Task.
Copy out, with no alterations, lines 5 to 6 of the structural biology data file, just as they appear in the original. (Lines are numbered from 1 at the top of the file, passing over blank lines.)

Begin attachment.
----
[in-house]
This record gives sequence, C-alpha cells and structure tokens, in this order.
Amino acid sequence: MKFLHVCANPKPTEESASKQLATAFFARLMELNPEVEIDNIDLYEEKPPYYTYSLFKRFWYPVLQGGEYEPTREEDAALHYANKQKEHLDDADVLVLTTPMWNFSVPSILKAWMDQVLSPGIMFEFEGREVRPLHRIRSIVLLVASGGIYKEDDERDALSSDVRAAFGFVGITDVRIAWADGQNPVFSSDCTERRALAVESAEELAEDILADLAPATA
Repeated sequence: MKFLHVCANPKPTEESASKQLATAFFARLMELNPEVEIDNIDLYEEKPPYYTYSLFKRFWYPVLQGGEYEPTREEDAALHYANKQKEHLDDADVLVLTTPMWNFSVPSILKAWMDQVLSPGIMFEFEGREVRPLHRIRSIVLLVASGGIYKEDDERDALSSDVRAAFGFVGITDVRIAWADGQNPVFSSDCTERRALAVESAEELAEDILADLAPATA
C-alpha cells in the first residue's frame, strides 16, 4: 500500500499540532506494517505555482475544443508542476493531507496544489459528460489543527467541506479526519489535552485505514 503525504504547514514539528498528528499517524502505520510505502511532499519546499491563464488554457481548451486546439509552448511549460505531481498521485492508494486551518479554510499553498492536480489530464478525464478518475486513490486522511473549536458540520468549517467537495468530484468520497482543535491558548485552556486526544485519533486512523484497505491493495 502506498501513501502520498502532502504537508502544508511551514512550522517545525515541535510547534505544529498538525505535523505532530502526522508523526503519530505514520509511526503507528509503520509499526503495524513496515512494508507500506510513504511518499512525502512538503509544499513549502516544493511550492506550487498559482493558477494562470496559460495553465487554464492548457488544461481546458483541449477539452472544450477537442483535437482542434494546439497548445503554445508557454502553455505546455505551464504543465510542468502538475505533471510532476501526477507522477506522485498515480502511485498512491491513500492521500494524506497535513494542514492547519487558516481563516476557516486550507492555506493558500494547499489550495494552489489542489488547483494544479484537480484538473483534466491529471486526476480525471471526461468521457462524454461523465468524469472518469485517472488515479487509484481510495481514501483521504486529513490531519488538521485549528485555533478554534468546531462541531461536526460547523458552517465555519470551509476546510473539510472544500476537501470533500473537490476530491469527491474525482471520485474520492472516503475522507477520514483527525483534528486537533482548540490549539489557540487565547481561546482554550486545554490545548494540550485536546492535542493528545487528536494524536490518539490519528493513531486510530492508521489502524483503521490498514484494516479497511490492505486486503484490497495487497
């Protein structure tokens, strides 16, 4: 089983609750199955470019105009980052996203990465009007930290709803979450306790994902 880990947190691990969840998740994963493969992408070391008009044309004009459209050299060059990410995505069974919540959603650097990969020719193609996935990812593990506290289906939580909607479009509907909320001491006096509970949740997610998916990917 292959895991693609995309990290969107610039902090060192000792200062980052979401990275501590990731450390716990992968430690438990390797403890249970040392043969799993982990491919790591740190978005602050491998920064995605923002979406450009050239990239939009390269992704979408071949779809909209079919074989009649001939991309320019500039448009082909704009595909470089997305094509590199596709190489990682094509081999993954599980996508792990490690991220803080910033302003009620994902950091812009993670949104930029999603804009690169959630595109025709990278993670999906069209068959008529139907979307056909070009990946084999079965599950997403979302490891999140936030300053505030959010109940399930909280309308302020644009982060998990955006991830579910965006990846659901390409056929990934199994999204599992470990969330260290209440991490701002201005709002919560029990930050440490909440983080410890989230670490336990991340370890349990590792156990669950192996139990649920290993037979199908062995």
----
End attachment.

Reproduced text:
C-alpha cells in the first residue's frame, strides 16, 4: 500500500499540532506494517505555482475544443508542476493531507496544489459528460489543527467541506479526519489535552485505514 503525504504547514514539528498528528499517524502505520510505502511532499519546499491563464488554457481548451486546439509552448511549460505531481498521485492508494486551518479554510499553498492536480489530464478525464478518475486513490486522511473549536458540520468549517467537495468530484468520497482543535491558548485552556486526544485519533486512523484497505491493495 502506498501513501502520498502532502504537508502544508511551514512550522517545525515541535510547534505544529498538525505535523505532530502526522508523526503519530505514520509511526503507528509503520509499526503495524513496515512494508507500506510513504511518499512525502512538503509544499513549502516544493511550492506550487498559482493558477494562470496559460495553465487554464492548457488544461481546458483541449477539452472544450477537442483535437482542434494546439497548445503554445508557454502553455505546455505551464504543465510542468502538475505533471510532476501526477507522477506522485498515480502511485498512491491513500492521500494524506497535513494542514492547519487558516481563516476557516486550507492555506493558500494547499489550495494552489489542489488547483494544479484537480484538473483534466491529471486526476480525471471526461468521457462524454461523465468524469472518469485517472488515479487509484481510495481514501483521504486529513490531519488538521485549528485555533478554534468546531462541531461536526460547523458552517465555519470551509476546510473539510472544500476537501470533500473537490476530491469527491474525482471520485474520492472516503475522507477520514483527525483534528486537533482548540490549539489557540487565547481561546482554550486545554490545548494540550485536546492535542493528545487528536494524536490518539490519528493513531486510530492508521489502524483503521490498514484494516479497511490492505486486503484490497495487497
């Protein structure tokens, strides 16, 4: 089983609750199955470019105009980052996203990465009007930290709803979450306790994902 880990947190691990969840998740994963493969992408070391008009044309004009459209050299060059990410995505069974919540959603650097990969020719193609996935990812593990506290289906939580909607479009509907909320001491006096509970949740997610998916990917 292959895991693609995309990290969107610039902090060192000792200062980052979401990275501590990731450390716990992968430690438990390797403890249970040392043969799993982990491919790591740190978005602050491998920064995605923002979406450009050239990239939009390269992704979408071949779809909209079919074989009649001939991309320019500039448009082909704009595909470089997305094509590199596709190489990682094509081999993954599980996508792990490690991220803080910033302003009620994902950091812009993670949104930029999603804009690169959630595109025709990278993670999906069209068959008529139907979307056909070009990946084999079965599950997403979302490891999140936030300053505030959010109940399930909280309308302020644009982060998990955006991830579910965006990846659901390409056929990934199994999204599992470990969330260290209440991490701002201005709002919560029990930050440490909440983080410890989230670490336990991340370890349990590792156990669950192996139990649920290993037979199908062995």